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Gold scam nearly ended production of $20

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Are there any known platinum counterfeits of gold coins?

There are several. For example, in 1860 platinum was one-third the value of gold. Crooks obtained $10 and $20 gold coins, sawed them in half, scooped out the gold in the center and replaced it with platinum. This sharp practice almost ended the mintage of the $20 gold coins, but by 1876 the price of platinum had risen enough to make the scam unprofitable. Today platinum is worth twice as much as gold.

Is it true that a substantial number of proof sets were lost in the mail back in the 1960s?

The year was 1964, and according to published reports 36,086 sets failed to reach the destination addresses. Since this apparently was a perennial problem, the Mint had a reserve of 20,000 sets to cover both mail losses and to use as replacements in the sets. However, the replacement supply was quickly exhausted and some 16,000 collectors got refunds instead of the sets they had ordered. I suspect that this incident led to the overkill practice of sending collector sets by registered mail that went on for a number of years and added substantially and needlessly to the cost of sets.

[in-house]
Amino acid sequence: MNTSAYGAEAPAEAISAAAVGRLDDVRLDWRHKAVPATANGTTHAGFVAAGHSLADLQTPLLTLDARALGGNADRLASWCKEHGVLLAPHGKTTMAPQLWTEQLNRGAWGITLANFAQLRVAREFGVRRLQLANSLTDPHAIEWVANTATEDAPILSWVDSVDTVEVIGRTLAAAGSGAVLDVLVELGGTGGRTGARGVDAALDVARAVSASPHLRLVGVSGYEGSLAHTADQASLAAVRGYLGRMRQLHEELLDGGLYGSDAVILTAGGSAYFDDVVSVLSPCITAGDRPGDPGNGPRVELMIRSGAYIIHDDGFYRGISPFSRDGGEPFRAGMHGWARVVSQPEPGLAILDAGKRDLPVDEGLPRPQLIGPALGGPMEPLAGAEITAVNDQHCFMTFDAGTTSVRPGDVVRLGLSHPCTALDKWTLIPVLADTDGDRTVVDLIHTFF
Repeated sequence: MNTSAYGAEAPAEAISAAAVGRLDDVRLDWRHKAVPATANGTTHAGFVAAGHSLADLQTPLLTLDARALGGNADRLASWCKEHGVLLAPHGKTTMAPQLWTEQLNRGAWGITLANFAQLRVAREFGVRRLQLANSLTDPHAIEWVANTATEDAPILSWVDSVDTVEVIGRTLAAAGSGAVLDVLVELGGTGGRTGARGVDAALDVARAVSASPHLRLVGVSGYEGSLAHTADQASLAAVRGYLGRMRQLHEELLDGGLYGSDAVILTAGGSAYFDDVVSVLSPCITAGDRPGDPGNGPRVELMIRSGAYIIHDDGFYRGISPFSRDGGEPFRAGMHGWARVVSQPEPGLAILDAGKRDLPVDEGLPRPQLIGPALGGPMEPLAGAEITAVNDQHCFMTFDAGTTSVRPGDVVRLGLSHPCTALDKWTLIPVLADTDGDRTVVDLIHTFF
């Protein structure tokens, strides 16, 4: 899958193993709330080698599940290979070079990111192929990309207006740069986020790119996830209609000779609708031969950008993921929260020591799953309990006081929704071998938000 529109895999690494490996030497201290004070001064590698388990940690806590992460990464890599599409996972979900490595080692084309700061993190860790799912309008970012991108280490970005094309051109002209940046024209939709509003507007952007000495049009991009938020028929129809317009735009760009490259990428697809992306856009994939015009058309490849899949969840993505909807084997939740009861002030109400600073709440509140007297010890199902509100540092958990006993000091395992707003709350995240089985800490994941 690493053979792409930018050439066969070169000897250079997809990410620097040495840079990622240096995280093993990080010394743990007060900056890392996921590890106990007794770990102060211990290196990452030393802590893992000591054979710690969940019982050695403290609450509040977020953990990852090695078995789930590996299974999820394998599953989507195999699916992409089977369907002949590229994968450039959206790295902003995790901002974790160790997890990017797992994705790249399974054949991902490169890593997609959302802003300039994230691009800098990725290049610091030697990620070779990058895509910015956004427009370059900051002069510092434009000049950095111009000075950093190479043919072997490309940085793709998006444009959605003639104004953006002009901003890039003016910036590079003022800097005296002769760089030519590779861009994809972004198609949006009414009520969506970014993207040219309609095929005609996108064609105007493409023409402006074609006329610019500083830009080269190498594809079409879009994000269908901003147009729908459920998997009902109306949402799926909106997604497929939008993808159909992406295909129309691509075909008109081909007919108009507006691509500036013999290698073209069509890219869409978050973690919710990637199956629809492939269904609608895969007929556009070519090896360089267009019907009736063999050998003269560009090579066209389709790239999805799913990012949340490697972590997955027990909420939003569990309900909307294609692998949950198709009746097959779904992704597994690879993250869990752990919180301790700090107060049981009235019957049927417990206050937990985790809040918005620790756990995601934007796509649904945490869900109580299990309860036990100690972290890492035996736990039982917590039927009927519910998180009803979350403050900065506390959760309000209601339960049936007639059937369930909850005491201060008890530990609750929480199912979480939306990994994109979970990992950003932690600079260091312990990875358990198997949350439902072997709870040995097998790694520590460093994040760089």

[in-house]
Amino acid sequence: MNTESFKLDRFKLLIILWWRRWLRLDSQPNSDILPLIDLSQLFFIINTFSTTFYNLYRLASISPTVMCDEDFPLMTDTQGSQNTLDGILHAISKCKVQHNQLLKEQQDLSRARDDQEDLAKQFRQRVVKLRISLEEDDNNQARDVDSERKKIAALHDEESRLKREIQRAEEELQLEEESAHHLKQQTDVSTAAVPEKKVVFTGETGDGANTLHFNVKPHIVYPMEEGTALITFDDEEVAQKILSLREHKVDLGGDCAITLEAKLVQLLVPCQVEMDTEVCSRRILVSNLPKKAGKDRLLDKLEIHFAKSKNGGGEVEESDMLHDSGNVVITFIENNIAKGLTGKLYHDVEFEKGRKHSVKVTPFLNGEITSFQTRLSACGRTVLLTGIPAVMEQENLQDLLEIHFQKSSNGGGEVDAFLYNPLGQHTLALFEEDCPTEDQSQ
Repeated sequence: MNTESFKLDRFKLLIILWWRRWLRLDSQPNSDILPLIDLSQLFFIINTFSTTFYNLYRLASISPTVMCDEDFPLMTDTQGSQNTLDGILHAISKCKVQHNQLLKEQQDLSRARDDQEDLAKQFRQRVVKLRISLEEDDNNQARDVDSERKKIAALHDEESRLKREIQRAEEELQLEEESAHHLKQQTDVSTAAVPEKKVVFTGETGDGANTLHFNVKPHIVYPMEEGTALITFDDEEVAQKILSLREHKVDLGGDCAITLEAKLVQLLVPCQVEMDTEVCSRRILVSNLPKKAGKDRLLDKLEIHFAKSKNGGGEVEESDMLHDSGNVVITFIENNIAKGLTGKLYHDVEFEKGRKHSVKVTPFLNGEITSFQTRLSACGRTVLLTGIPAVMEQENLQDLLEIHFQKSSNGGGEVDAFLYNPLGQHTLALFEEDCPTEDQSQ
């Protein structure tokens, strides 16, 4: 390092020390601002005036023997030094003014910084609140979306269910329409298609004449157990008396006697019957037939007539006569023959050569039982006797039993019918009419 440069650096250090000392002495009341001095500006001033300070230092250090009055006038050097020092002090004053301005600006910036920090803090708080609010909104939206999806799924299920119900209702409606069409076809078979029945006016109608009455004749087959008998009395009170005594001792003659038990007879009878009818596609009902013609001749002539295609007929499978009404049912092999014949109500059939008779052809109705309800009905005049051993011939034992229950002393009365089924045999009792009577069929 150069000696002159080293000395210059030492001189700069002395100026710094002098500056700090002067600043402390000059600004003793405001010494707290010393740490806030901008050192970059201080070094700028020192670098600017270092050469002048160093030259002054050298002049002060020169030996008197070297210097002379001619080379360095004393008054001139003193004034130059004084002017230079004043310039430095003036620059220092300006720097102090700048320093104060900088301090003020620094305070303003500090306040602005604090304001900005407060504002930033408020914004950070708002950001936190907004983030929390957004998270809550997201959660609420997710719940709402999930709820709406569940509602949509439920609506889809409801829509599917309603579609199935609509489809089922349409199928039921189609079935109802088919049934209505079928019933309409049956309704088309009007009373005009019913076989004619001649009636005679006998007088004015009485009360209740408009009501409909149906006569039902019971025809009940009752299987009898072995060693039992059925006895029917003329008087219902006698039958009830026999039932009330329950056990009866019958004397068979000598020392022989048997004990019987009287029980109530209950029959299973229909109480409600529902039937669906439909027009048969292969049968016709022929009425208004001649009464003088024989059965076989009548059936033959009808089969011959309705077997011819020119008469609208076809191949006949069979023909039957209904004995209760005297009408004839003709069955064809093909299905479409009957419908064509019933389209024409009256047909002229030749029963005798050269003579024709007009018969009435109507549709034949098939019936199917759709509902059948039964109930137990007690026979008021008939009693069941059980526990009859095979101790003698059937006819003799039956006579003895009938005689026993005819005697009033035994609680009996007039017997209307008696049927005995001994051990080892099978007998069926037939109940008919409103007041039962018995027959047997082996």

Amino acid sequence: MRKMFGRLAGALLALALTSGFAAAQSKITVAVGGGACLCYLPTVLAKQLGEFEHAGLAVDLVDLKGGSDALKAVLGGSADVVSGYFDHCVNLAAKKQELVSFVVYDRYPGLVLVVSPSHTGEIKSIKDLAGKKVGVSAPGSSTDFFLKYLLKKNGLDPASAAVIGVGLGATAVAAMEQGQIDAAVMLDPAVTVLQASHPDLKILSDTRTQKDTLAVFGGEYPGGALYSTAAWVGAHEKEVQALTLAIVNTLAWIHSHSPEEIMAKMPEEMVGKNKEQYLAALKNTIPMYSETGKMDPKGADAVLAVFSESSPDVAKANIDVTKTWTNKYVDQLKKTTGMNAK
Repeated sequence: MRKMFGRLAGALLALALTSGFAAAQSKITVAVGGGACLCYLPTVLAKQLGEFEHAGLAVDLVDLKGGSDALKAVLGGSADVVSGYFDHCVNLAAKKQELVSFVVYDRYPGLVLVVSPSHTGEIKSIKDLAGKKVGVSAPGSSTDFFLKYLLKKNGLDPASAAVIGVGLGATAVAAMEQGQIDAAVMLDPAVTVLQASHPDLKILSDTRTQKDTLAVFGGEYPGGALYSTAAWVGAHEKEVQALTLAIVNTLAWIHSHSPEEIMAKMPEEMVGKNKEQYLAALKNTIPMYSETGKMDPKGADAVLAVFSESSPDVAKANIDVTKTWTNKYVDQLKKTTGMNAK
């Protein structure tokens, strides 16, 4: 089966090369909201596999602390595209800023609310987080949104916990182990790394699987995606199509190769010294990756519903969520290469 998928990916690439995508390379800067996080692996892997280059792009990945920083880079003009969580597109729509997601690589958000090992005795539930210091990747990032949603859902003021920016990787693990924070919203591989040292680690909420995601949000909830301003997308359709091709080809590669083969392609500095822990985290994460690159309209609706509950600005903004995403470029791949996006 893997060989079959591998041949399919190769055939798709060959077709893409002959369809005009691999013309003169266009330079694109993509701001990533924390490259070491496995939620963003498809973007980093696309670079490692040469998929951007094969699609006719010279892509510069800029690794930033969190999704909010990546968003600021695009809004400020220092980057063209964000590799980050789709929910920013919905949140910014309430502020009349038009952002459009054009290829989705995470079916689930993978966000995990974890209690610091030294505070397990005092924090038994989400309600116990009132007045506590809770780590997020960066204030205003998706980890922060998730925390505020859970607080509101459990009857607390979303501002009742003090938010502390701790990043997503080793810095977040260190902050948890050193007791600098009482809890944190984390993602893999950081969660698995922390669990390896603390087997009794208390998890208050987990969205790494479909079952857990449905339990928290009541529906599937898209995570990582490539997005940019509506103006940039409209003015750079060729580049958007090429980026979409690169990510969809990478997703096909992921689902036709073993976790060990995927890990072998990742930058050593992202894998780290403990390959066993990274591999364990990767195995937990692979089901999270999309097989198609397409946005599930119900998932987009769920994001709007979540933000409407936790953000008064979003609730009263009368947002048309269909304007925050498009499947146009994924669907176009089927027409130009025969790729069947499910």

I know that fanciful names were popular for minting varieties in the 1960s and that different type coin designs have been nicknamed, but were there similar slang terms for die breaks on older coins?

There are numerous examples in the old listings. One in particular that stands out is the 1817 cent as there are at least four different dies that show a small die break above the Liberty head. These were variously called a dolphin, a snail, a mouse or a rat head. Certainly these are not too different than the alligator, flying saucer, baseball bat, floating head and other nicknames that confounded and confused variety collectors in the 1960s.


Somewhere I read that there were less than two dozen coin dealers in the United States at the turn of the century. Is that figure accurate?

Narrowing it down even further, my source says there were ?21 coin dealers in the United States in 1900.? Looking at today?s multitudes, one would have to call it a growing hobby.



Address questions to Coin Clinic, Numismatic News, 700 E. State St., Iola, WI 54990. Because of space limitations, we are unable to publish all questions. Include a loose 41-cent stamp for reply. Write first for specific mailing instructions before submitting numismatic material. We cannot accept unsolicited items. E-mail inquiries should be sent to Answerman2@aol.com.

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